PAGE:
|a male from the northern subspecies group|
The Golden-fronted Woodpecker (Melanerpes aurifrons) is a North American woodpecker. Its preferred habitat is mesquite and riparian woodlands. It is distributed from Texas and Oklahoma in the United States through Mexico to Honduras and northern Nicaragua. Cooke listed this species as an abundant resident of the lower Rio Grande Valley, Texas, in 1884.
Recent genetic data indicate that the species as currently constructed is paraphyletic. The golden-fronted, golden-naped, wide-bar-backed birds from the north of the range ("true" Golden-fronted Woodpeckers) were shown to be more closely related to Red-bellied Woodpecker than the red-fronted, red-naped, narrow-bar-backed birds from the south. It was suggested that the latter population, the santacruzi group, be treated as a separate species, Velasquez's Woodpecker. It is found from eastern Mexico to Nicaragua.
Nesting behavior of the golden-fronted is similar to that of the Red-bellied Woodpecker. Tall trees of pecan, oak, and mesquite are the major species used for nesting. Occasionally fence posts, telephone poles, and bird boxes are used.
The diet of the golden-fronted woodpecker consists of both insects and vegetable matter. Grasshoppers make up more than half of the animal matter and other insects include beetles and ants. Vegetable matter consumed consists of corn, acorns, wild fruits, and berries.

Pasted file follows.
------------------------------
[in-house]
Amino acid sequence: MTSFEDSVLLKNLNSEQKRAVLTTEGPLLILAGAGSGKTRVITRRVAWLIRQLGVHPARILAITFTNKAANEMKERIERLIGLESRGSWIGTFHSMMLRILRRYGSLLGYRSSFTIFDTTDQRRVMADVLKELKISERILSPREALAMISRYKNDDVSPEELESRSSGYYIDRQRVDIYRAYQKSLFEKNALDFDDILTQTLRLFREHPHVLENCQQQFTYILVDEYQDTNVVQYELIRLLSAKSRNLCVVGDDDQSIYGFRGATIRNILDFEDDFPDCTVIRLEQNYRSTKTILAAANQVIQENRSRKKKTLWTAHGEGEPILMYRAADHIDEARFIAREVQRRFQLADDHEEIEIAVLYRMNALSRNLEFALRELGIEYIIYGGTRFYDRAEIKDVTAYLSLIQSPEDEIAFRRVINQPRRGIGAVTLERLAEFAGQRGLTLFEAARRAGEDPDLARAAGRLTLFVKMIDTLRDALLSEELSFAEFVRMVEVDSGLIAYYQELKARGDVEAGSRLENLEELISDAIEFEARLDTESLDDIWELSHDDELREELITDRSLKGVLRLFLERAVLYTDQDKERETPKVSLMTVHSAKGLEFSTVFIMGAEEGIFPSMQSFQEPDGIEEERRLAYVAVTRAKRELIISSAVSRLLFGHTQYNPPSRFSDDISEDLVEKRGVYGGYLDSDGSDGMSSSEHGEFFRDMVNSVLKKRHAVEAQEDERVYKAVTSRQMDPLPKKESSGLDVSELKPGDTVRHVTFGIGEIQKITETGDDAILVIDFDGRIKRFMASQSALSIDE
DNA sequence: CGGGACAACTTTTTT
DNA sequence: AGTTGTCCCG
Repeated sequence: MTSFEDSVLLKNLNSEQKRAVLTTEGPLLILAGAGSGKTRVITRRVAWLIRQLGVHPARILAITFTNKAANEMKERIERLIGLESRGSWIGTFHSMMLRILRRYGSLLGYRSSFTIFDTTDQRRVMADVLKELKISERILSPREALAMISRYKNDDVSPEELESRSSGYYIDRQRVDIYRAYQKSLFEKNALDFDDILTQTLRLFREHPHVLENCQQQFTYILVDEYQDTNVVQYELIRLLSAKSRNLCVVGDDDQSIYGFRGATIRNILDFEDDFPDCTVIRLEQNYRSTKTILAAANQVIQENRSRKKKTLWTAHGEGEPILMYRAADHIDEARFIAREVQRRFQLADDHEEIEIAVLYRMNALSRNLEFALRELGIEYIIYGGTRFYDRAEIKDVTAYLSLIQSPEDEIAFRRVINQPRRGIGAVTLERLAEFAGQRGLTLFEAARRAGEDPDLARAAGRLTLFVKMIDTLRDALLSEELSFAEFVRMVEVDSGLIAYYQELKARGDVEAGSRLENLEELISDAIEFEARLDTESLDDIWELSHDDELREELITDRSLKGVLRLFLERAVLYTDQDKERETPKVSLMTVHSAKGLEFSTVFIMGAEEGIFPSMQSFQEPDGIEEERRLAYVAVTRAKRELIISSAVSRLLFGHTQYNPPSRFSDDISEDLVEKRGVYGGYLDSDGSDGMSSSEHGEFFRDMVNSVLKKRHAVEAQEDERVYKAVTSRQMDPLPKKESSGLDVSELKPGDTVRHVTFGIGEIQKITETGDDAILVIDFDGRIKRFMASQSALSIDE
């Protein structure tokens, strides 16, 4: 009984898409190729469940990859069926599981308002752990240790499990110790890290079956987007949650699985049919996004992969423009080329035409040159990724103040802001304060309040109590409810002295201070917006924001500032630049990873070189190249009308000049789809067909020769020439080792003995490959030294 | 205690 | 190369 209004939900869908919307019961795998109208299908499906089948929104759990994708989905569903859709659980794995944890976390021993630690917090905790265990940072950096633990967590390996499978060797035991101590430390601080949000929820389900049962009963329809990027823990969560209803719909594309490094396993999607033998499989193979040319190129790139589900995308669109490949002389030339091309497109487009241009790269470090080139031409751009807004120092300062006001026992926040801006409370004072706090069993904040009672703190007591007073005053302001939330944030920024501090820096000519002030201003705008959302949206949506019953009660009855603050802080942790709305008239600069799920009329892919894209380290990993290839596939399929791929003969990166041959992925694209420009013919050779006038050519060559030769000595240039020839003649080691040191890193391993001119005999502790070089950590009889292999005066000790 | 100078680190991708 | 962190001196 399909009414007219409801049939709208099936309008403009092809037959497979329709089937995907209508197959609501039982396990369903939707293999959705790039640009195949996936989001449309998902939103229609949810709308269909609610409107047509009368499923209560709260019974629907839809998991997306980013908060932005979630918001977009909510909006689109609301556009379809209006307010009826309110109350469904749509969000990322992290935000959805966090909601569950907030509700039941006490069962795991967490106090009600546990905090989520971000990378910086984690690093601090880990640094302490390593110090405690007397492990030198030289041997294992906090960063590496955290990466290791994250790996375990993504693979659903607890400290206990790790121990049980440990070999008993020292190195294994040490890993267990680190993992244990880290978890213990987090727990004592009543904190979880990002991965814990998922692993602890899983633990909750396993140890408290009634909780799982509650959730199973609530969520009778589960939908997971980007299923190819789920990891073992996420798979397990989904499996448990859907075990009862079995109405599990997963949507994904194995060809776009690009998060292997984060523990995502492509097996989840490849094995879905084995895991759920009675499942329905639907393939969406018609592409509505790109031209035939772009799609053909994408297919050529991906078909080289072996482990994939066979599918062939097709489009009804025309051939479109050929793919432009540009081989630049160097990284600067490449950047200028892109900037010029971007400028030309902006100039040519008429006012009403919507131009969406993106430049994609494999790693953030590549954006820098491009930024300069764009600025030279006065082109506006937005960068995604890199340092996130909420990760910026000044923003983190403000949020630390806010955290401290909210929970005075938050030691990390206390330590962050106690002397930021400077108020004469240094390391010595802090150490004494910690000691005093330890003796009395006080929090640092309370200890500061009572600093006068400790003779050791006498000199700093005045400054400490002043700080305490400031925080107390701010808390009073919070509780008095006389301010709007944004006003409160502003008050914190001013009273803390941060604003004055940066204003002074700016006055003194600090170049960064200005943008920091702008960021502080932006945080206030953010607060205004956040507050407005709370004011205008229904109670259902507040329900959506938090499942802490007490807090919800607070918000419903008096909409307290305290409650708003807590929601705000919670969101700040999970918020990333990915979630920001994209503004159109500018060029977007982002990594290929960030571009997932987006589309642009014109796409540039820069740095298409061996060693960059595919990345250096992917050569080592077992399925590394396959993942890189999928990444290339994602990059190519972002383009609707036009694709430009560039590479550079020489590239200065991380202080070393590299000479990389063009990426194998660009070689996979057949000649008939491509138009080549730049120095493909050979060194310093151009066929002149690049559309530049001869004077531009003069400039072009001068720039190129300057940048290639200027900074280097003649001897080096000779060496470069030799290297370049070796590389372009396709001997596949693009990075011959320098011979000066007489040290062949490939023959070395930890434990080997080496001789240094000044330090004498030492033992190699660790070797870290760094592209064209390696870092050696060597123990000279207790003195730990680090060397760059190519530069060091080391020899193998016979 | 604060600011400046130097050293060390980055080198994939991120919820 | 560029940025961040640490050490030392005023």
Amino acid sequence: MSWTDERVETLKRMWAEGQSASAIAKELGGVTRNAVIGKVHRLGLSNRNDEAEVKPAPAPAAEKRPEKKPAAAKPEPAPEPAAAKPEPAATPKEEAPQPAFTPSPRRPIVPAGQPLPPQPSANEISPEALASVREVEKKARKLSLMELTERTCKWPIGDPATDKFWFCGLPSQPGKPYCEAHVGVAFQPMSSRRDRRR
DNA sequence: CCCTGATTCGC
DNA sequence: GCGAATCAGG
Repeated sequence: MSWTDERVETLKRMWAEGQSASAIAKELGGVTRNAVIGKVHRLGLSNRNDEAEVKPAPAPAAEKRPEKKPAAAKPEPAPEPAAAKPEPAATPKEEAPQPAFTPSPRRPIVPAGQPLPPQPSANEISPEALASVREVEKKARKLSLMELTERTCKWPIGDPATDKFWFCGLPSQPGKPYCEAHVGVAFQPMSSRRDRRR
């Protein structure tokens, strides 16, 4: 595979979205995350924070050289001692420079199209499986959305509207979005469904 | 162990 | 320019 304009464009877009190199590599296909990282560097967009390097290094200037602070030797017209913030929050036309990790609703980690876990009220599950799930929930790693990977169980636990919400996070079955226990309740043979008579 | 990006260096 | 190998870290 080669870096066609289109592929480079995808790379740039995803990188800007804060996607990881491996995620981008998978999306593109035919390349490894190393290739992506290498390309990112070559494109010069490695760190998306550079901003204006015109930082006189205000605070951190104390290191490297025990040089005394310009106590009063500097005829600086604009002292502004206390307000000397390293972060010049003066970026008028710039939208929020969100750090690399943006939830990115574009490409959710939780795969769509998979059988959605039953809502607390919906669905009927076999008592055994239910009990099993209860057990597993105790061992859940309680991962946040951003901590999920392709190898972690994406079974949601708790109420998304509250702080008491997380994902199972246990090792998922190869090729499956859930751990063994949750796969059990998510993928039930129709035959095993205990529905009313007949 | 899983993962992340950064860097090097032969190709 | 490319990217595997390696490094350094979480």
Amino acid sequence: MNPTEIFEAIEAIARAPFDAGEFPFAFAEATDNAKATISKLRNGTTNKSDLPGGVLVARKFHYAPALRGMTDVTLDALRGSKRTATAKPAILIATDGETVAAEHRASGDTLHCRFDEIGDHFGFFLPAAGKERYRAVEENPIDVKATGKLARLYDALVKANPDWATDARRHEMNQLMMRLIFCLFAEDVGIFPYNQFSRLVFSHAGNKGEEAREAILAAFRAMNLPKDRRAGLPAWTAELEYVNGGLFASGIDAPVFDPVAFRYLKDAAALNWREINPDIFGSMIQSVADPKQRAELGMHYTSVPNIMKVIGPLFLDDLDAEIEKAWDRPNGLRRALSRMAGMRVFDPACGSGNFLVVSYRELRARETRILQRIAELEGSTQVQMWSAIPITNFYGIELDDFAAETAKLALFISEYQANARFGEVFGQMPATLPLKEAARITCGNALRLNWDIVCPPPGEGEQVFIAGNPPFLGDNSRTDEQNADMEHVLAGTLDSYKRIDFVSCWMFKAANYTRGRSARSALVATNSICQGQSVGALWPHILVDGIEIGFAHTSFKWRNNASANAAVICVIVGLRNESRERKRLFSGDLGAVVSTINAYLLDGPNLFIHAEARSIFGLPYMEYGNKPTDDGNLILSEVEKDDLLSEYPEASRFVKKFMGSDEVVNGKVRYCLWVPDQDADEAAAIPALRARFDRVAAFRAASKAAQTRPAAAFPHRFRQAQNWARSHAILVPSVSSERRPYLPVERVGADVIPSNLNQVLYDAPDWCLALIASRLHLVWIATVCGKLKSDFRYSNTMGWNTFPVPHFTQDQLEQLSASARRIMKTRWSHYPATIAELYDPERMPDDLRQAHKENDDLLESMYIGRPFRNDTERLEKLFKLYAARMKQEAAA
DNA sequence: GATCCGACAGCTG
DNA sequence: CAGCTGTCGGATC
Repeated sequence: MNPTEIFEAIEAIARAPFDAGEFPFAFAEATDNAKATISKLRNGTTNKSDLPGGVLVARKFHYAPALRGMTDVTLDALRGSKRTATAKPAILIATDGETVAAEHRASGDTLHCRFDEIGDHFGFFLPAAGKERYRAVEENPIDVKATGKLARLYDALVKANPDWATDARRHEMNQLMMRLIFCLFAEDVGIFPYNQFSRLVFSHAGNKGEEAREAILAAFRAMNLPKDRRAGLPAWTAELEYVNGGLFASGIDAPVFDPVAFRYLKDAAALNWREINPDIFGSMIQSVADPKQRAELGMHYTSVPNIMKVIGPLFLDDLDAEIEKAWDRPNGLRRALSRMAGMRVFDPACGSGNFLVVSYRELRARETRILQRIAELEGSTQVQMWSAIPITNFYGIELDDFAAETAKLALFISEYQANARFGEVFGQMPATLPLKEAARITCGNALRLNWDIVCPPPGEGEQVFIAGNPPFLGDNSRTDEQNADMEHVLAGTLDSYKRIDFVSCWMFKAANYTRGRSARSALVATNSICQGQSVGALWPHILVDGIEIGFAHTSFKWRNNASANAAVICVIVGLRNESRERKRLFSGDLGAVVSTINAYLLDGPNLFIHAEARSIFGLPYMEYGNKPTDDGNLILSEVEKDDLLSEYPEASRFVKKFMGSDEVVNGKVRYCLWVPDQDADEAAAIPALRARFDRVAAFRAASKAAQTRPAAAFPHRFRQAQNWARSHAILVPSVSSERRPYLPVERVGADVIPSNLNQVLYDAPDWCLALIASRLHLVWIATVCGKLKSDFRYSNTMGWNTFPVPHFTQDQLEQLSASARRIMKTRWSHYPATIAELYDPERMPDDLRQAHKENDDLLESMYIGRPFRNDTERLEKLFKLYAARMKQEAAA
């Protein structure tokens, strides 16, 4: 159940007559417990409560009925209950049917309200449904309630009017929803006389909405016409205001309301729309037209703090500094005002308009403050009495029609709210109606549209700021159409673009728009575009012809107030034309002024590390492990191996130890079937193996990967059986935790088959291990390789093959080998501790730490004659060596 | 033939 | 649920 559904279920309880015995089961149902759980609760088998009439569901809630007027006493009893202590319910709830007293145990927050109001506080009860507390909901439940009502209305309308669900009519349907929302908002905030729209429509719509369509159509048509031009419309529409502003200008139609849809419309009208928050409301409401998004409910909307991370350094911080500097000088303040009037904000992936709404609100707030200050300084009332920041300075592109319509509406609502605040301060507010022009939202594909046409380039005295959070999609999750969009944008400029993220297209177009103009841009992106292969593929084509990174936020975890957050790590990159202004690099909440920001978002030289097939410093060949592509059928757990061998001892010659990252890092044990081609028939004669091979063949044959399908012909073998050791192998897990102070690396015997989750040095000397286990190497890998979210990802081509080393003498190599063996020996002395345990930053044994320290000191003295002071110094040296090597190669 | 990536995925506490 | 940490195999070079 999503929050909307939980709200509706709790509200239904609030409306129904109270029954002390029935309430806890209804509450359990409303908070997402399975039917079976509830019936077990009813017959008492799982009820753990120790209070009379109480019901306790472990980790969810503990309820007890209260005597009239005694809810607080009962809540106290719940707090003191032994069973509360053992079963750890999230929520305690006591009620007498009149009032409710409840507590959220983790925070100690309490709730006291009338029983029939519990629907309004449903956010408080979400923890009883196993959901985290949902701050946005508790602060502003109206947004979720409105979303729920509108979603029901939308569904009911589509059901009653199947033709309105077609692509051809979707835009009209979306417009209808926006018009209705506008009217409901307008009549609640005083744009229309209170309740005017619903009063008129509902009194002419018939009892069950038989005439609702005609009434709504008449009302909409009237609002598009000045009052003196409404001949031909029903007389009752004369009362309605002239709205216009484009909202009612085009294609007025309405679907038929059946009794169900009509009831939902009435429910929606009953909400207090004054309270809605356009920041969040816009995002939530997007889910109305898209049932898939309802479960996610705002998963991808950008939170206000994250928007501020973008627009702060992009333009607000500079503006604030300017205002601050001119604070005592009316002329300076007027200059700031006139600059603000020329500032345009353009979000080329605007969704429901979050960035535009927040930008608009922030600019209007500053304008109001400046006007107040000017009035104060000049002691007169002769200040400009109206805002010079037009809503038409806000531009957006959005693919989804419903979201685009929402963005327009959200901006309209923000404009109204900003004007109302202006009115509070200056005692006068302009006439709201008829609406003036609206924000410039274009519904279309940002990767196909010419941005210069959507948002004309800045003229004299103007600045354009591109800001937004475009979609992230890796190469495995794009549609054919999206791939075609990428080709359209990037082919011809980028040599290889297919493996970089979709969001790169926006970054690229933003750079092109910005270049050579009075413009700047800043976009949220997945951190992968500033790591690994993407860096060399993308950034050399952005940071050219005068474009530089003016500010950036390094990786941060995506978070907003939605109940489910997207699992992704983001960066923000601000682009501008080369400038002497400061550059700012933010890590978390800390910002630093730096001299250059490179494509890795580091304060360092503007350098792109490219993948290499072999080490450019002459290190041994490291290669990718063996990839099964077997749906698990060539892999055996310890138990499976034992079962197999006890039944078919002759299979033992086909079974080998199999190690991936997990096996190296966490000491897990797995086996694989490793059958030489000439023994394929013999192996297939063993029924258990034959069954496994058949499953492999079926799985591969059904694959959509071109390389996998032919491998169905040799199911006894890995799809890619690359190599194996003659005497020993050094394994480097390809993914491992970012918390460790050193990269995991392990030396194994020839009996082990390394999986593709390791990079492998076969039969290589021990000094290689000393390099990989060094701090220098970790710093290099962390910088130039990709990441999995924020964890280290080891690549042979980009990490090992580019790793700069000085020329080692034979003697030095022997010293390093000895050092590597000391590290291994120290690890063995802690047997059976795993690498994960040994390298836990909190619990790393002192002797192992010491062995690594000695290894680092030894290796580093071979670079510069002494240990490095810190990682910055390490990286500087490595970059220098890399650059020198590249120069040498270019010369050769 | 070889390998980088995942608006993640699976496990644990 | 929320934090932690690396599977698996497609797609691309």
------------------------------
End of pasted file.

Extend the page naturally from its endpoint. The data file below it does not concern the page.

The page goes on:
from the Mexican Boundary Survey
from Roma, Texas
A "Velasquez's" Woodpecker (M. a. dubius) from the Yucatán.
- BirdLife International (2012). "Melanerpes aurifrons". IUCN Red List of Threatened Species. Version 2012.1. International Union for Conservation of Nature. Retrieved 16 July 2012.
- Husak, Michael S. and Terry C. Maxwell. (1998). Golden-fronted Woodpecker (Melanerpes aurifrons), The Birds of North America Online (A. Poole, Ed.). Ithaca: Cornell Lab of Ornithology; Retrieved from the Birds of North America Online: http://bna.birds.cornell.edu/bna/species/373 doi:10.2173/bna.373
- Agriculture Handbook No. 511. November 1977. Forest Service. U.S. Department of Agriculture. Virgil E. Scott, Denver Wildlife Research Center. Keith E. Evans, North Central Forest Experiment Station. David R. Patton, Rocky Mountain Forest and Range Experiment Station. Charles P. Stone, Denver Wildlife Research Center. Illustrated by Arthur Singer.
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